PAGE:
The whole National League has quivered in his wake. Pitchers want no part of him. When presented the option of fight or flight, the choice this season has been overwhelming. No one has challenged Nationals slugger Bryce Harper.

But if there is one thing that Mets fireballer Noah Syndergaard already has proved, it is that he is not subject to the limits of mortals. So, in the Mets’ 2-0 victory over the Nationals Tuesday night, the righthander used the start of the biggest series of the season thus far to exert his physical dominance.

In his first game with the Nationals at Citi Field, Daniel Murphy received a standing ovation, appreciation for his postseason heroics for the Mets a season ago. But aside from that moment of warmth, the NL East rivals staged a close, tense game, exactly as expected.

No one had an answer Syndergaard, who gave the Mets the dose of brashness they needed after losing four straight and going just 4-7 on their western road trip. The righthander scattered five hits over seven shutout innings. He recorded 10 strikeouts, two of them against Harper, who went 0-for-4.

It was Harper who ended it in the ninth with a groundout to third against closer Jeurys Familia, who nailed down his 13th save.

For the second time this season, leadoff man Curtis Granderson blasted the first pitch he saw in a game over the fence, the opening act on a night in which he reached base four times. Two innings later, Michael Conforto lifted a solo shot of his own, a sign that perhaps he is emerging from his slump.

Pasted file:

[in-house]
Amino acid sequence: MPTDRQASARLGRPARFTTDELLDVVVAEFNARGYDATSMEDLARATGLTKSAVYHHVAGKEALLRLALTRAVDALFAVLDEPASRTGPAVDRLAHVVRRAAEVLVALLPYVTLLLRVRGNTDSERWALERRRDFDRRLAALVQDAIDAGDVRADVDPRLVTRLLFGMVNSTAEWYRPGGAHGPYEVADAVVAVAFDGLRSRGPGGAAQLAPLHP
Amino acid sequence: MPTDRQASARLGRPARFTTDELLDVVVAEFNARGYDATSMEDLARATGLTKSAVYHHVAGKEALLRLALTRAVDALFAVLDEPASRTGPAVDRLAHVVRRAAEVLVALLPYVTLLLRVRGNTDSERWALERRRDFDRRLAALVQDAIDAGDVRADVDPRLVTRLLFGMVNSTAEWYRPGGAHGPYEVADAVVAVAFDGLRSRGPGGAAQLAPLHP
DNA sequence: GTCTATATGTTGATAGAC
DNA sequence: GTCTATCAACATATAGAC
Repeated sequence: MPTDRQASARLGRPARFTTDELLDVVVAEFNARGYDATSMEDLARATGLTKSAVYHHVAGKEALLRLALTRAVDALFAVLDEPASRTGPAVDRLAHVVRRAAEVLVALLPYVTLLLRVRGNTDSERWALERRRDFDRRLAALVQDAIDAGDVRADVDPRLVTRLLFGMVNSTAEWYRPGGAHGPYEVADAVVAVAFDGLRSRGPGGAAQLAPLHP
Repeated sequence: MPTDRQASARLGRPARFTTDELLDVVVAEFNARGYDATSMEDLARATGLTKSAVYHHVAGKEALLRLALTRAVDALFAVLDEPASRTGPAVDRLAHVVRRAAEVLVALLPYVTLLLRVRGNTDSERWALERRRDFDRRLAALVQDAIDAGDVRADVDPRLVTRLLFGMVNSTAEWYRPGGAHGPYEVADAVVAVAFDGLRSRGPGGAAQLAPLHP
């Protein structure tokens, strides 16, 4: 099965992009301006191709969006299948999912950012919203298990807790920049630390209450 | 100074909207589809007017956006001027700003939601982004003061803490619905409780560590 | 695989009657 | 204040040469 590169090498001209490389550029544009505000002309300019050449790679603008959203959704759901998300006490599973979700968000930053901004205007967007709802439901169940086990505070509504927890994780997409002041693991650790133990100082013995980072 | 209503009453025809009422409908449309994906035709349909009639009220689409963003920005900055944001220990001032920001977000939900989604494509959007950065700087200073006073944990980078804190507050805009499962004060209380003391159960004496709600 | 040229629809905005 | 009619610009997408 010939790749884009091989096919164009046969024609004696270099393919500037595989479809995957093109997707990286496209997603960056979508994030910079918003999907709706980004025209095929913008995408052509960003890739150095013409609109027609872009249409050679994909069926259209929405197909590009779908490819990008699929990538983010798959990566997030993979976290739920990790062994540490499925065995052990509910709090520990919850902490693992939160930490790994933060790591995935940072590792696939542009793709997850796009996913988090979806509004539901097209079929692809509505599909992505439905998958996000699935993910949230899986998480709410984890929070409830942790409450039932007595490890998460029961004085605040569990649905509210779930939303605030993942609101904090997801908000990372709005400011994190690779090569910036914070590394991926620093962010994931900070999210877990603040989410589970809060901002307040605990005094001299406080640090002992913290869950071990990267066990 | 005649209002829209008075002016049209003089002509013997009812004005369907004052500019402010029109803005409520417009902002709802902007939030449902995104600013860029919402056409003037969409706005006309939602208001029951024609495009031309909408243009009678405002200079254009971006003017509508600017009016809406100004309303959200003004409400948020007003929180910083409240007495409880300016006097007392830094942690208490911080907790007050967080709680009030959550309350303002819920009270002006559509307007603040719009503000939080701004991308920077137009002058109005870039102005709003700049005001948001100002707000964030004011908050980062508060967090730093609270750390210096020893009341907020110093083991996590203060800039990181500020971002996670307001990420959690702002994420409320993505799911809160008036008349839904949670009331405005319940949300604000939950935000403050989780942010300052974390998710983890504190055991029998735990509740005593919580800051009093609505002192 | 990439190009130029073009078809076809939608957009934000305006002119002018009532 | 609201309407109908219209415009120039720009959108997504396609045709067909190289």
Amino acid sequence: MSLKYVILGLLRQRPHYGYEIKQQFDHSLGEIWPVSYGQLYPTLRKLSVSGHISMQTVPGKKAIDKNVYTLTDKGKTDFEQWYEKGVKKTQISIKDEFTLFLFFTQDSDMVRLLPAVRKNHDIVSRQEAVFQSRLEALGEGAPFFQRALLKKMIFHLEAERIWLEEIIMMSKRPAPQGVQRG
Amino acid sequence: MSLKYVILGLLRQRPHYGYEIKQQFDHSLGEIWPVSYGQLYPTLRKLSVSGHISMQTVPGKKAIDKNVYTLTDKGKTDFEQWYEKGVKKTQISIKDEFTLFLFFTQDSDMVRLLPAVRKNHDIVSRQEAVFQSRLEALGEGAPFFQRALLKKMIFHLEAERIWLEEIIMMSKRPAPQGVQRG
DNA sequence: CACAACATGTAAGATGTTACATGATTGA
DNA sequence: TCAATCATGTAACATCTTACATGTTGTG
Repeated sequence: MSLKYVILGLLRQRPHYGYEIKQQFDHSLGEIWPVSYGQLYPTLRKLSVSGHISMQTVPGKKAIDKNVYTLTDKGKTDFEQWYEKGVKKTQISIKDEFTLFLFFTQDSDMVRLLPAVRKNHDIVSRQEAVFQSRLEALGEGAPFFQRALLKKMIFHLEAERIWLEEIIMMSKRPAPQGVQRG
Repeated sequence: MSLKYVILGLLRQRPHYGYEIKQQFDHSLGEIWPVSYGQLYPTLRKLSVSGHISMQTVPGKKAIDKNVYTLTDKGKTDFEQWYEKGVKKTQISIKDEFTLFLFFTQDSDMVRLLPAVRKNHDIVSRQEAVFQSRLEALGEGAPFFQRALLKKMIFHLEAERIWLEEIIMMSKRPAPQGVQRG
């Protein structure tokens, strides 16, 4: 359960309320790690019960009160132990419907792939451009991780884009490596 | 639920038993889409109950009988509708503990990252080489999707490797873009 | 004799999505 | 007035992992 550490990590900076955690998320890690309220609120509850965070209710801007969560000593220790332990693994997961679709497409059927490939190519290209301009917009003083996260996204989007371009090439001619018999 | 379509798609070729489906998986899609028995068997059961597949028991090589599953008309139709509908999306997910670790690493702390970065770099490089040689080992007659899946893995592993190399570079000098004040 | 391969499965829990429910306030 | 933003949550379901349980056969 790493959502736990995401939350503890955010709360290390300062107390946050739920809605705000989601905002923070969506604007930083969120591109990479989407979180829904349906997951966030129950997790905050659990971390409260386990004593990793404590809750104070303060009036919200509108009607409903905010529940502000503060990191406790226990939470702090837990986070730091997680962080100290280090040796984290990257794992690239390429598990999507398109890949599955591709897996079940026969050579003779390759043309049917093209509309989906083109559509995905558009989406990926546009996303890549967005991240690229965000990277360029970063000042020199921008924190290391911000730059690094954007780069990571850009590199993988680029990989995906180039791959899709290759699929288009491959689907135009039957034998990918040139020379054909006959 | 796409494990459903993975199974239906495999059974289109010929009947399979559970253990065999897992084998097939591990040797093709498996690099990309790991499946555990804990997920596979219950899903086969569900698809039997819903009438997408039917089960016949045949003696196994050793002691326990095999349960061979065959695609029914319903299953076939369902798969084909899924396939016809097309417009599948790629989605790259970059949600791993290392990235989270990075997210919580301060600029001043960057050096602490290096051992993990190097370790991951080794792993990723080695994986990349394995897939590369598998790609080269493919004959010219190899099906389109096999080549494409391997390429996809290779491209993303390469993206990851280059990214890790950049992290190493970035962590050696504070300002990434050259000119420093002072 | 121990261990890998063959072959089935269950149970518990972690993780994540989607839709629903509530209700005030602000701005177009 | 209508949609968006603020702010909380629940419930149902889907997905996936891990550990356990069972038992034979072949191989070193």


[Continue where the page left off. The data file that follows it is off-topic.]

That’s all that Nationals ace Max Scherzer permitted. After his 20 strikeout game against the Tigers last week, he whiffed 10 Mets in 6 1/3 innings. He lived up to his end of the expected pitchers’ duel with Syndergaard.

But the most telling confrontations involved Syndergaard and Harper, who each have personified the very best aspects of their respective teams.

While Matt Harvey and Jacob deGrom have offered reminders of the constant vulnerability of young pitching, Syndergaard has been almost impervious to those red flags, firing triple-digit fastballs at will.

And while the Nationals as a whole have yet to hit their stride, Harper has been a physical force, entering play with 11 homers, 29 RBIs and a league-leading 1.066 OPS. He has been so dangerous at the plate that the league has conspired to simply duck him.

Entering play, Harper drew a league-leading 41 walks in 158 plate appearances. But Syndergaard showed no fear.

In the first inning, Syndergaard challenged Harper with a 100 mph fastball in on the hands, which the slugger weakly grounded up the line for an easy out. In the fourth, Syndergaard threw another 100 mph fastball, this time Harper watched it tail back over the inner half of the plate for a called strikeout.

In the sixth, Harper finally appeared to have Syndergaard’s number, getting ahead of the count 3-0. But the pitcher battled back to a full count before putting away Harper with a filthy slider clocked at 92 mph.

By the end of the night, Syndergaard had thrown 13 pitches of at least 100 mph, including one offering clocked at 101.5 mph. It was the hardest pitch he’s ever thrown in a big-league game.